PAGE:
Since the October 7, 2023, horrific surprise attack by Hamas against innocent Israeli civilians, Anti-Defamation League reported a 400% spike of antisemitic incidents in US college campuses. This was during the first weeks following October 7. Jewish students were reportedly afraid to attend classes. On December 5, a Congressional Hearing of the Presidents of Harvard, Penn and MIT, all IVY League Universities, brought the seriousness of the issue to wider public attention.

Since then, pro-Palestinian occupations have become the norm in many universities. Columbia University became a major center of pro- Palestinian protesters, who even occupied the Hamilton Building and held workers inside. Police officers were called to clear the building. At Princeton University, protesters waved flags of Hezbollah terrorist group. In Harvard, Palestinian flag was hoisted where American flag should be. At UCLA pro-Palestinian demonstrators initiated violent confrontations.

Police used chemical irritants and tasers to disperse protests at Emory University in Atlanta. At Emerson College in Boston classes had to be canceled and police carried out arrests. In Washington, students from Georgetown and George Washington University (GW) established a solidarity encampment. More than 200 people protesting the war have been arrested at universities in Los Angeles, Boston, and Austin, Texas.

There are concerns about safety in the context of antisemitic incidents. Some say that campuses are encouraging intimidation and hate speech. In Texas, the President of the University of Texas at Austin issued a statement pondering upon the role of universities in speaking out against Hamas and the growing antisemitism in campuses.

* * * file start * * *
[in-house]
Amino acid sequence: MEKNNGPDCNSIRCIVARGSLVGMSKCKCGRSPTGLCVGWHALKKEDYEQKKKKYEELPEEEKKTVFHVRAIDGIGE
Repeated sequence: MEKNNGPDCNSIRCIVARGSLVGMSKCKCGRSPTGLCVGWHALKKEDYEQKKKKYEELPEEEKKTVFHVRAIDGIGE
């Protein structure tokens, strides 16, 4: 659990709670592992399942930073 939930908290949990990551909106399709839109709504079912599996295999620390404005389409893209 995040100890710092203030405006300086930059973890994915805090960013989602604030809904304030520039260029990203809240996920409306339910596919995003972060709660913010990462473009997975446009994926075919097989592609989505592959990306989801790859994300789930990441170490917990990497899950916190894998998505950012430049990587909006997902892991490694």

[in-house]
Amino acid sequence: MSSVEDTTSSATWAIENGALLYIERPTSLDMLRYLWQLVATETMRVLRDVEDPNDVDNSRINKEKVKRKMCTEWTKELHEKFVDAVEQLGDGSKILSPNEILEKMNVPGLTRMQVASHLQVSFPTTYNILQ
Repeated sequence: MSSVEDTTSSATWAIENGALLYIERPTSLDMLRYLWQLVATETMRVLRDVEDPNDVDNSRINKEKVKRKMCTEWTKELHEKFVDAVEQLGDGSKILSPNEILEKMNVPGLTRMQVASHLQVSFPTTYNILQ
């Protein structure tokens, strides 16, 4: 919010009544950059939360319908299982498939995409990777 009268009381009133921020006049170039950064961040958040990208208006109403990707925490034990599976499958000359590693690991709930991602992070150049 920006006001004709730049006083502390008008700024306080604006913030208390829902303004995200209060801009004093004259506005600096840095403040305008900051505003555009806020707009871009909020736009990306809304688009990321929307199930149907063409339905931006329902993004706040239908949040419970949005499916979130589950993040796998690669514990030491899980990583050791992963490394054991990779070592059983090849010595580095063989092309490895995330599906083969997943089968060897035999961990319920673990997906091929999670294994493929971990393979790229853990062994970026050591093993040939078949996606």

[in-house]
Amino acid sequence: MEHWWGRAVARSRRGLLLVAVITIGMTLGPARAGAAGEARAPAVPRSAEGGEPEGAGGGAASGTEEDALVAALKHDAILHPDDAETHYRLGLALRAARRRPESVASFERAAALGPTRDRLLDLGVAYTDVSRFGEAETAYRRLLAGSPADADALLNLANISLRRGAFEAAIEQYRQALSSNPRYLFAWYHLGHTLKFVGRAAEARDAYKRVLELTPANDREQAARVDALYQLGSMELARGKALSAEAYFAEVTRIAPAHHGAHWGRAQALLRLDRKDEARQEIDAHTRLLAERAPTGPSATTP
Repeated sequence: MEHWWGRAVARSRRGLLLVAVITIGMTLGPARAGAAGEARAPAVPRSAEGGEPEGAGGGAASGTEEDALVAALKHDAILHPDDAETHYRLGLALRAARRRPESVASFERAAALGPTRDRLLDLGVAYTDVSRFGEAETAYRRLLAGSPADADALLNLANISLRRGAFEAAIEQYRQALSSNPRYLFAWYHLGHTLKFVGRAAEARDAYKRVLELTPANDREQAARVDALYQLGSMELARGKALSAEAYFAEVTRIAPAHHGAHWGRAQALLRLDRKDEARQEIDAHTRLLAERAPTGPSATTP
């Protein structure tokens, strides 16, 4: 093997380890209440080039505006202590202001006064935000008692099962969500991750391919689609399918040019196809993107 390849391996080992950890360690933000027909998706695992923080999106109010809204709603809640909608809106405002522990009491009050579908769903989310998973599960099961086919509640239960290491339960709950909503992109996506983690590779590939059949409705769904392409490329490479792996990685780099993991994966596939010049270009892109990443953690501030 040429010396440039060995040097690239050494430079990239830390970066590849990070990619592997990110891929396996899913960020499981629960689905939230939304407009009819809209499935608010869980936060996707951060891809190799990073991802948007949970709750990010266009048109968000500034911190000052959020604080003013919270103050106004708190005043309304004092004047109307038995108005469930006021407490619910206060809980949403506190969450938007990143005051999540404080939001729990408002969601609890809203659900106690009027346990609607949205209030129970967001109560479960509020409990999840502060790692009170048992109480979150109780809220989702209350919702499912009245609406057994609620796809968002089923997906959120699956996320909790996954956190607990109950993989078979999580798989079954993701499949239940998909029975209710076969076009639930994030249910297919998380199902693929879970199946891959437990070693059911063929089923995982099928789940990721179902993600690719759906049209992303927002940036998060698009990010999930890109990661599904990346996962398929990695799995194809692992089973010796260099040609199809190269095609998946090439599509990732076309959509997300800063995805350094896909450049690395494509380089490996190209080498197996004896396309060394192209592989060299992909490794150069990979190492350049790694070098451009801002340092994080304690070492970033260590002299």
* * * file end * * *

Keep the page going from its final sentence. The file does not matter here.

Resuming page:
“I’ve never felt more scared to be a Jew in America right now,” said Skyler Sieradsky, a 21-year-old student of philosophy and political science at George Washington University. “There are students and faculty standing by messages of hate, and standing by messages that call for violence.” (Times of Israel)

The Holocaust Remembrance Association sees these developments as serious threats to academic liberty, freedom of movement, and even to personal security of the persons of Jewish students and faculty.

The Holocaust Remembrance Association rejects and condemns the hateful rhetoric of the demonstrations and the intimidation against Jewish students and faculty.

The Holocaust Remembrance Association urges university faculty and principals to not to negotiate with those, who call for the destruction of the State of Israel, a longtime ally of the United States and the only democracy in the Middle East.

The Holocaust Remembrance Association refers to Governor Gregg Abbott’s Executive Order GA44 from March 27, 2024, according to which institutes of higher education are to review and update free speech policies due to the increase in antisemitic speech. In Texas, universities are to include the Texas State Definition of Antisemitism in free speech policies.

The Holocaust Remembrance Association exists to remember, reconcile, and take a stand against antisemitism in all its forms.